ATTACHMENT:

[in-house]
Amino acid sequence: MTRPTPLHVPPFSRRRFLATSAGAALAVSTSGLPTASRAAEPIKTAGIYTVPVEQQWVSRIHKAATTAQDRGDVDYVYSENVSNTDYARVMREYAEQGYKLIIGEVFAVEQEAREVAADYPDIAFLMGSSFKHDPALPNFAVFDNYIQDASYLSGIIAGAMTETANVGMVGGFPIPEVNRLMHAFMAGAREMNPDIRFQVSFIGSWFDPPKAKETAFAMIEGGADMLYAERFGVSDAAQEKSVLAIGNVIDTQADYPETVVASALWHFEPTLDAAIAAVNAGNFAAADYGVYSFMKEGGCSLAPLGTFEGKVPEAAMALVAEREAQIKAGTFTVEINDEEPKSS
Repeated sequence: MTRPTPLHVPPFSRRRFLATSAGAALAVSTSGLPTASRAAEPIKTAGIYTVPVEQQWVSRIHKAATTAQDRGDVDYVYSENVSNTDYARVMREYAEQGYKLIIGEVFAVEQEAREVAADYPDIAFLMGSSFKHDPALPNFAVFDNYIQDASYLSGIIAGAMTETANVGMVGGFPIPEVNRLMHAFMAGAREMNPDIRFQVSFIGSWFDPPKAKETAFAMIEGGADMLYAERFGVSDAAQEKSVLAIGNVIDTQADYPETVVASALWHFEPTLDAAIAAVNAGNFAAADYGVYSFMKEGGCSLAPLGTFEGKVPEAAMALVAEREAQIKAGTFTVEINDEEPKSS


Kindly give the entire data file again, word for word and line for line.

[in-house]
Amino acid sequence: MTRPTPLHVPPFSRRRFLATSAGAALAVSTSGLPTASRAAEPIKTAGIYTVPVEQQWVSRIHKAATTAQDRGDVDYVYSENVSNTDYARVMREYAEQGYKLIIGEVFAVEQEAREVAADYPDIAFLMGSSFKHDPALPNFAVFDNYIQDASYLSGIIAGAMTETANVGMVGGFPIPEVNRLMHAFMAGAREMNPDIRFQVSFIGSWFDPPKAKETAFAMIEGGADMLYAERFGVSDAAQEKSVLAIGNVIDTQADYPETVVASALWHFEPTLDAAIAAVNAGNFAAADYGVYSFMKEGGCSLAPLGTFEGKVPEAAMALVAEREAQIKAGTFTVEINDEEPKSS
Repeated sequence: MTRPTPLHVPPFSRRRFLATSAGAALAVSTSGLPTASRAAEPIKTAGIYTVPVEQQWVSRIHKAATTAQDRGDVDYVYSENVSNTDYARVMREYAEQGYKLIIGEVFAVEQEAREVAADYPDIAFLMGSSFKHDPALPNFAVFDNYIQDASYLSGIIAGAMTETANVGMVGGFPIPEVNRLMHAFMAGAREMNPDIRFQVSFIGSWFDPPKAKETAFAMIEGGADMLYAERFGVSDAAQEKSVLAIGNVIDTQADYPETVVASALWHFEPTLDAAIAAVNAGNFAAADYGVYSFMKEGGCSLAPLGTFEGKVPEAAMALVAEREAQIKAGTFTVEINDEEPKSS